Frost Albrecht said the nonprofit needs to raise about $75 million to complete the first major phase of its project, which would include clearing 16 acres of land for farming, building a community food center and food bank, and constructing a food innovation center where local producers could turn their produce into value-added products.

Frost Albrecht said her team is working to secure other federal funding, as well as applying for grants and running a capital campaign. At this point, the first thing the Food Basket will be able to do is clear the land and get producers started growing food. 

The Food Basket doesn’t plan to hire farmers outright. The goal instead is to establish small farmers on the land and be able to purchase from them for distribution through the food bank’s various programs. 

One goal in the grant application was to expand its DA BOX CSA program from 400 customers a week to 1,000. The program bundles fruits and vegetables from various local producers for weekly pickup by local consumers. Low-income residents who use food stamps to purchase DA BOX can double their funds, making it a program that helps address hunger while helping local producers.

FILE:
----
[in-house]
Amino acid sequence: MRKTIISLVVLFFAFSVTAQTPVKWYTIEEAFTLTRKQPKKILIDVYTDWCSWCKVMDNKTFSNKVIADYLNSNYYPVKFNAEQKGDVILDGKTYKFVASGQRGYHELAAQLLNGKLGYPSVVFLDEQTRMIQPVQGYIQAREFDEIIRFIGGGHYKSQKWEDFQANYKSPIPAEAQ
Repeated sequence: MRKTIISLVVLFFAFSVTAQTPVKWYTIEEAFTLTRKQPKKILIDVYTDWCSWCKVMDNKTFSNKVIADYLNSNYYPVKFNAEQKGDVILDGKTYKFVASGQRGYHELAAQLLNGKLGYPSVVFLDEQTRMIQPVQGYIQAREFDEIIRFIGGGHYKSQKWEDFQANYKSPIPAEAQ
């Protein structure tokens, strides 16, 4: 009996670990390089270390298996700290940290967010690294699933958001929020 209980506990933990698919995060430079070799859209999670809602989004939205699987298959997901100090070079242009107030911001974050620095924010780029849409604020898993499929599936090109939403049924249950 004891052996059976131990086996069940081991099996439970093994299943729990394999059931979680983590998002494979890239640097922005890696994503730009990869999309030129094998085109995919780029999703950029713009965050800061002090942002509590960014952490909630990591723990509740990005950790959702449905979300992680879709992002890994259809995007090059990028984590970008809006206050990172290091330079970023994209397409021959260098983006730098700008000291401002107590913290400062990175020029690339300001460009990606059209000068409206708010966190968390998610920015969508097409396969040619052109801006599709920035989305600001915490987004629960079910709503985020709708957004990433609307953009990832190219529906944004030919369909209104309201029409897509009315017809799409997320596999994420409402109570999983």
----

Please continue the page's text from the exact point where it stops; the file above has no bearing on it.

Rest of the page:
Healthy Food For All

Waianae Comp has been growing food on the grounds of its health center for years, said Alicia Higa, director of health promotion and community wellness. Groundskeepers care for ulu, avocado, mango and citrus trees — in addition to traditional Hawaiian medicine plants.

Food grown by the health center is a small part of efforts to address food access on the Waianae Coast, including pantries and weekly food distribution. The center also has a food as medicine program, where doctors prescribe fruits and vegetables to patients dealing with chronic diseases related to nutrition. 

To keep up with all these efforts to address food access, the health center is developing plans to expand its food growing capabilities, through what it is calling a “seed to distribution” campus.